Stop working harder at sales. Instead, turn on your computer. When the dots are properly connected, data can open a whole new world of selling for you - a smarter way. Once you get over the paper tiger of scary data, you'll discover a new method of locating and working prospects that you never dreamed of before. You'll make more money with this technique.
The programming types have already taken the difficulty out of this stuff in the tools they've made. Today's tools are intuitive - it's simply a matter of pressing buttons to determine what you want to know. Everyone should be doing this. But not everyone does. That's an opportunity for you. Some producers are still afraid of anything data-related. The experience won't be pleasant or rewarding as long as one holds that attitude. That's not you, or is it? If so, I hope to make a believer out of you as we look at mining sales data to improve your sales production.
Data are everywhere. Some databases, or at least data elements, can be put together that will give you actionable intelligence for sales and an edge over your competition.Sales data are about forensics. A data set is a corpse. It is the result of something that was once alive, but is no more. The study of sales data is, therefore, one of forensics.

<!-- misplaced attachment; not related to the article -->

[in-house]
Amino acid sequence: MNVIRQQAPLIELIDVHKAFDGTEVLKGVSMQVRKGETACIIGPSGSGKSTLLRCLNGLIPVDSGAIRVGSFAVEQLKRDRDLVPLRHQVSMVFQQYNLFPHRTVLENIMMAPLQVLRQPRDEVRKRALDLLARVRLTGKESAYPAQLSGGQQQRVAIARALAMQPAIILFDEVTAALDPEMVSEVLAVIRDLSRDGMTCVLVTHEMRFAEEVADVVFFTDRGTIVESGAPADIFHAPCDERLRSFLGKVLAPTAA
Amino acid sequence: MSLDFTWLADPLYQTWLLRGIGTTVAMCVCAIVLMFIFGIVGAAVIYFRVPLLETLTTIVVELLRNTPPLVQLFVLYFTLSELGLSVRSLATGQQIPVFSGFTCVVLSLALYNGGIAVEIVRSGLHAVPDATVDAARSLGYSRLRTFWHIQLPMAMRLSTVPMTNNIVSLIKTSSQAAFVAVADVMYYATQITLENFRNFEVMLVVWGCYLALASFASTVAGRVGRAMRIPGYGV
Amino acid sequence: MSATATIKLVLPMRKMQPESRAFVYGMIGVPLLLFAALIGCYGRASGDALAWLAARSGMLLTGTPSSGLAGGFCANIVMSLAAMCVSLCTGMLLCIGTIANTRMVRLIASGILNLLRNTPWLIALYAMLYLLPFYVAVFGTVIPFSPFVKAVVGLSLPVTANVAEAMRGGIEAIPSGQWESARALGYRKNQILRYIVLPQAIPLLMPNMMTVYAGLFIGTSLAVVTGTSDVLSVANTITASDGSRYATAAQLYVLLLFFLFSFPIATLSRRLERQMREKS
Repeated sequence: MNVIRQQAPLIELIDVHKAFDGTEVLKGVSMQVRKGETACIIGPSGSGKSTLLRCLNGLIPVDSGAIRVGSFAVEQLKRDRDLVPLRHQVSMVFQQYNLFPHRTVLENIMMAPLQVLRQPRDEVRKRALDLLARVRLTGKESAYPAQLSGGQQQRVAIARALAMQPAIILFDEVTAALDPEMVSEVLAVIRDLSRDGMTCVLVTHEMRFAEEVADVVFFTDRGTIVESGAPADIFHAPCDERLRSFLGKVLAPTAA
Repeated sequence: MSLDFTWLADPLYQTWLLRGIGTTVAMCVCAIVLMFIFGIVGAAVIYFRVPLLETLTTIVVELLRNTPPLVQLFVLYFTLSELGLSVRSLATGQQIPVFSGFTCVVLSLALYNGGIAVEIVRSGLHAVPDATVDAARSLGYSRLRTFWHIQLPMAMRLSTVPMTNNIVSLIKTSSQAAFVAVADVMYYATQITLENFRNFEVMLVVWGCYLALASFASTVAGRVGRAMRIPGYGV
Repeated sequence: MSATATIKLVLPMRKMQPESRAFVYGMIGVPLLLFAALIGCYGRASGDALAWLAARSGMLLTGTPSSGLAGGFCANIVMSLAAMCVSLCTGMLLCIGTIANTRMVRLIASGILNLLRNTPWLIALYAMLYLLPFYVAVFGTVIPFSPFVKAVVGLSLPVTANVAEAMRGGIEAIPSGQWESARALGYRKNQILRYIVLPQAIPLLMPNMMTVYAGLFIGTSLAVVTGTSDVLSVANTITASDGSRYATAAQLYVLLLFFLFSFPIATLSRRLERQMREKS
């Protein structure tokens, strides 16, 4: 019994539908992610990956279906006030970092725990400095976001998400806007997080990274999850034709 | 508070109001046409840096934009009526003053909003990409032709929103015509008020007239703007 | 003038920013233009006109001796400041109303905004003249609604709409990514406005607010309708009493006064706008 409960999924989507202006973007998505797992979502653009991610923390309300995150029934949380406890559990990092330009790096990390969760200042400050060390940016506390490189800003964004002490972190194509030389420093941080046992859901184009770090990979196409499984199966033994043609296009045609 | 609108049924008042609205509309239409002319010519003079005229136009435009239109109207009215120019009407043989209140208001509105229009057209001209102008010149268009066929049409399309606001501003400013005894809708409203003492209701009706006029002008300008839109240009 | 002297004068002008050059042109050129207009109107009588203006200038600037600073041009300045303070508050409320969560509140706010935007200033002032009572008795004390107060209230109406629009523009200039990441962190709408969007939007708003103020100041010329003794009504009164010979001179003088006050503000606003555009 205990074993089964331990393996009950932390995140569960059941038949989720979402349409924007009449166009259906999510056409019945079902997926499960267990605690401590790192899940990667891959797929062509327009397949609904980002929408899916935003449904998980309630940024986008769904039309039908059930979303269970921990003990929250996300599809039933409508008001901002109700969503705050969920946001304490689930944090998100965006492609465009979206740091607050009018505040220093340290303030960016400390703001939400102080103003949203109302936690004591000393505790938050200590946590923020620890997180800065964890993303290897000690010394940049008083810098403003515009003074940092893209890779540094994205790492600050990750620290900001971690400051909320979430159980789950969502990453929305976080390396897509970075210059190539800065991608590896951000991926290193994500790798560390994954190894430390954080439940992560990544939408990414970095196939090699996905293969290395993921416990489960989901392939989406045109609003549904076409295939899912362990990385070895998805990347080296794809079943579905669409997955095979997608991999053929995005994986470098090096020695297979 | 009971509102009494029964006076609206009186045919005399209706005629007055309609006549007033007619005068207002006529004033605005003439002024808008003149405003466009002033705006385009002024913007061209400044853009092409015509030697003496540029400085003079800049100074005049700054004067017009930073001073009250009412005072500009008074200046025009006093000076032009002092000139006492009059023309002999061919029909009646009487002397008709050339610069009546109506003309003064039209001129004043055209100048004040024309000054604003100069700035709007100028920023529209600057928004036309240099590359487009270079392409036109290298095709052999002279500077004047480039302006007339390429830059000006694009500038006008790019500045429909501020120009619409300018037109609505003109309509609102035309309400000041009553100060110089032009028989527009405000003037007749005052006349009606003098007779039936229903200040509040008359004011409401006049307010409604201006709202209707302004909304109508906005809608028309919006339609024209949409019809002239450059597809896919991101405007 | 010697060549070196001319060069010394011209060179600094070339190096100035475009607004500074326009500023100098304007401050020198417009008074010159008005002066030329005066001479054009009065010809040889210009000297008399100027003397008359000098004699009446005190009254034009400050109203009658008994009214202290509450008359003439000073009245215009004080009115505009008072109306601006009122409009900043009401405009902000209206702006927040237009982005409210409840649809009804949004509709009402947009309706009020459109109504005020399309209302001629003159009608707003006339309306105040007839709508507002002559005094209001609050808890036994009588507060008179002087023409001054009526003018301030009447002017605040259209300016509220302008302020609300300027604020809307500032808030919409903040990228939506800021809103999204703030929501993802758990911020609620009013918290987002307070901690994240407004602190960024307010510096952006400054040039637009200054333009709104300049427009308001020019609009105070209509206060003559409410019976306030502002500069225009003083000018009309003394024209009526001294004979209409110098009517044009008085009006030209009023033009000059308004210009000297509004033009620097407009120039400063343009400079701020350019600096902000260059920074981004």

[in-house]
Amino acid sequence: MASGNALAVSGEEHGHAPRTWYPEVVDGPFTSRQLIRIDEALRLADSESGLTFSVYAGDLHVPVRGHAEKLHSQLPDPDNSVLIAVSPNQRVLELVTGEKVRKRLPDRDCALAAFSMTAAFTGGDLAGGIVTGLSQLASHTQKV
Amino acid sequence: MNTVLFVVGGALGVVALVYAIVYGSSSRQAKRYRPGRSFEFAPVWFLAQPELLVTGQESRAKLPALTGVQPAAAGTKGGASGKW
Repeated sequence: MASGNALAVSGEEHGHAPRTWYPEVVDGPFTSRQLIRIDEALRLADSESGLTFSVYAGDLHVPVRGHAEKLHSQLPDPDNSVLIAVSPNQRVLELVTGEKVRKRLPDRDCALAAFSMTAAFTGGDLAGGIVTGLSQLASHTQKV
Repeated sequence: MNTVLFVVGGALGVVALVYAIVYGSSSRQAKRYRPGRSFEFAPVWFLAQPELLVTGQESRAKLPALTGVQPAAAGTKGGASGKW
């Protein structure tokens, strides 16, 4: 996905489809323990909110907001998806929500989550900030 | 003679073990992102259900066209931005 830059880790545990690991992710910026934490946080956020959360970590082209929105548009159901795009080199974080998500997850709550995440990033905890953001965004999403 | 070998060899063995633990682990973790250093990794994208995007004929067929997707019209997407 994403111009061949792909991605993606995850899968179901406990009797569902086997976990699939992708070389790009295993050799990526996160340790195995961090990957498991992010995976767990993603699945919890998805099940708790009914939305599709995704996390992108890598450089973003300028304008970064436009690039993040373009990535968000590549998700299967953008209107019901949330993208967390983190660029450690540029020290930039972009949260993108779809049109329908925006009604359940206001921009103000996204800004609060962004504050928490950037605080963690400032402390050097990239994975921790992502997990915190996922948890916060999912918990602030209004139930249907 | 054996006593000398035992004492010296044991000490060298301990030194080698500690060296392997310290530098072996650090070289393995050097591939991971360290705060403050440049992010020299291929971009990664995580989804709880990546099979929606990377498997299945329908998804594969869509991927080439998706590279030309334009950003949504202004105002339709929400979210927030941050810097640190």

A successful, or unsuccessful, sale has already happened. Data are the result of the event. It doesn't change. Think of viewing sales data as a forensic exercise that can give you a glimpse of a specific future sales opportunity with a buyer.
The whole picture
We have no rational idea about the future if we have no idea about the past. Let's assume that you have no idea about a buyer's employee benefits past. How can you have a rational idea about his or her future, especially one that includes you? Conversely, you can have some information on the buyer. You can know what he or she is paying for product and service, growth or decline of the employee population, plans, carriers and miscellaneous expenses.